Mars, the fourth planet from the sun, has interested people for thousands of years, according to BBC News. However, whereas the people of ancient Greece and Rome found Mars fascinating for its red color, people today are more interested in finding water on the planet.
Mars is red because of the iron oxide, commonly called rust, that according to NASA makes up between 5 and 14 percent of the planet's soil. Yet Mars' red color was once believed by many ancient peoples to be because the planet was covered in blood. For this reason, the planet is named after the Roman god of war, Mars. The Greeks also named the planet after their god of war, Ares, and the Babylonians called it Nergal, which means "Star of death."
Scientists believe that water used to flow on Mars because of its canyons. In fact, Mars' Noctis Labyrinthus, meaning "labyrinth of the night," is the largest system of canyons in the solar system. The current atmosphere on Mars, which is mostly composed of carbon dioxide, prevents the existence of liquid water. Water can exist as ice or vapor on the planet, and scientists still believe that Mars might contain liquid water.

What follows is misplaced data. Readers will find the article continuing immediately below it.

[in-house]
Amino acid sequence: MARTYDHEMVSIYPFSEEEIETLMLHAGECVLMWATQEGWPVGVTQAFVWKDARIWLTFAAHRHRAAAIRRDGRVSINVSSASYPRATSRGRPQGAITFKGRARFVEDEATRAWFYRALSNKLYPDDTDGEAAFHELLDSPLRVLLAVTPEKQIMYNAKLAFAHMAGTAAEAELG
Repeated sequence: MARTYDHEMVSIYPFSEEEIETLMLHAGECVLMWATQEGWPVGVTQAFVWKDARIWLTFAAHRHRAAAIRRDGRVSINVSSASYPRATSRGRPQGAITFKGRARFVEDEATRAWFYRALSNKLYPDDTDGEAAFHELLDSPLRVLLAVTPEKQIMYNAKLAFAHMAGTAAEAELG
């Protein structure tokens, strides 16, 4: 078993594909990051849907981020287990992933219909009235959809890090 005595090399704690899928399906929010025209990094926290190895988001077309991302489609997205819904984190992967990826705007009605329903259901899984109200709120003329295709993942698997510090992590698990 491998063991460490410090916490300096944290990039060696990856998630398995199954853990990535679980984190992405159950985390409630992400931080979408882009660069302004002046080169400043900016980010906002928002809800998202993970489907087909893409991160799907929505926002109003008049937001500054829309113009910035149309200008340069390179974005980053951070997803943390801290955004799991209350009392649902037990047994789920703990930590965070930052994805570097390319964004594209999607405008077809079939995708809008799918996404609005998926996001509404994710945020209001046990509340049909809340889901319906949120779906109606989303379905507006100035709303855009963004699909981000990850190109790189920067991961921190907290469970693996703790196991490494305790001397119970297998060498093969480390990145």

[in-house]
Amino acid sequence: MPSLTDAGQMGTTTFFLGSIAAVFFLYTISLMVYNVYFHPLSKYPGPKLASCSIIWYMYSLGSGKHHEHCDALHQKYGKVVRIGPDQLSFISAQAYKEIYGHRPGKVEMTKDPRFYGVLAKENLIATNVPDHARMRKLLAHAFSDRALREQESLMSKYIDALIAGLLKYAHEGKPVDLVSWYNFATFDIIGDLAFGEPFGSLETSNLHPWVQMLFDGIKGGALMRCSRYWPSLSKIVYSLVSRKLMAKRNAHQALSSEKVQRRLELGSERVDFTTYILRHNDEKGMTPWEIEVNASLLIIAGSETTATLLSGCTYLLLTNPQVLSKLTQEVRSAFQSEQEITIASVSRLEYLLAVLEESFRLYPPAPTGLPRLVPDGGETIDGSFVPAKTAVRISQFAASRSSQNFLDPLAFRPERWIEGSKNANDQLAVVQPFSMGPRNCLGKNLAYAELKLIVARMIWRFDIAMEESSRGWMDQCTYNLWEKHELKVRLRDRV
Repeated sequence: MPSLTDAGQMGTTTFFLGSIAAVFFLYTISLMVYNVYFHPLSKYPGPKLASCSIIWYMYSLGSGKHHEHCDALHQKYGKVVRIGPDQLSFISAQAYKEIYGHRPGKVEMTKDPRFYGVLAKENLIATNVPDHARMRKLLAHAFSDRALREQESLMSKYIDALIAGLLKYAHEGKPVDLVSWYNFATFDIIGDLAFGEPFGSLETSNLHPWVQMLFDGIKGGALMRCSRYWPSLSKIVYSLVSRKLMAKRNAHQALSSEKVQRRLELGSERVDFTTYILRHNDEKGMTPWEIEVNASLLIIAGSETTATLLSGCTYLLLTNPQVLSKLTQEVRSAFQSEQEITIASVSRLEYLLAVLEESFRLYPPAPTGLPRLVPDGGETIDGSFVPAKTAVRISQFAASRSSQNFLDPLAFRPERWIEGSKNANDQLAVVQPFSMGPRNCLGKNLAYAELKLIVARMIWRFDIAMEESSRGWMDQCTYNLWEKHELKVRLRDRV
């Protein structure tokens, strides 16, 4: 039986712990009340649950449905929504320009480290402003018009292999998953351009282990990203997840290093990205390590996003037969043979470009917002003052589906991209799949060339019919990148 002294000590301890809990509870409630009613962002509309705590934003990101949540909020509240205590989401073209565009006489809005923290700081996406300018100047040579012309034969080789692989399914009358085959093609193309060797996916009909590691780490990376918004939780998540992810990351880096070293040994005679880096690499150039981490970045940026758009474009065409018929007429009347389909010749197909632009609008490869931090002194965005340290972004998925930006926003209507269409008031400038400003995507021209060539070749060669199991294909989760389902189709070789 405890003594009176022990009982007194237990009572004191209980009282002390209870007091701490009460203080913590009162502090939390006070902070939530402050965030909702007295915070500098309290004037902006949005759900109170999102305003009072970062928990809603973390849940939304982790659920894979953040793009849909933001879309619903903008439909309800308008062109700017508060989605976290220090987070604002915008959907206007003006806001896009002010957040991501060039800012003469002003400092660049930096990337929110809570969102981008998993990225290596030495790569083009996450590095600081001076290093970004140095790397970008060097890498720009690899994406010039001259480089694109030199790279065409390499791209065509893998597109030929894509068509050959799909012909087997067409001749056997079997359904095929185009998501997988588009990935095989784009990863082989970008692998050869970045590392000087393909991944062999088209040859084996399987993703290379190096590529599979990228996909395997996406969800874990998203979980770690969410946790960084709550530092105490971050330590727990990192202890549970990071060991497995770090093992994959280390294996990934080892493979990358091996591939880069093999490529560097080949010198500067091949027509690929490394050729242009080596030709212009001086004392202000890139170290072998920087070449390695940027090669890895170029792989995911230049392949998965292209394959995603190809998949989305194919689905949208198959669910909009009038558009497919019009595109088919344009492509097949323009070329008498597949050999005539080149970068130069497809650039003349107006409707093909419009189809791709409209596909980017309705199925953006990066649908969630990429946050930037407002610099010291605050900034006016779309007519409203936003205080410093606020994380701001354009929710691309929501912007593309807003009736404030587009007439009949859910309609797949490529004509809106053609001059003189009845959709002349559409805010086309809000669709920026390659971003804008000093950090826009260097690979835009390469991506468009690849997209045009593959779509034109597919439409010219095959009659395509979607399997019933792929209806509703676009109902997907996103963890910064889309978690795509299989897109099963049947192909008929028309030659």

Another interesting fact about Mars is the way it influenced the Renaissance debate about the position of Earth in the solar system. While it was commonly believed in that time that Earth was the center of the universe, Nicholas Copernicus argued that Earth must orbit the sun because it overtakes Mars during its orbit, causing Mars to appear to move backwards in the sky.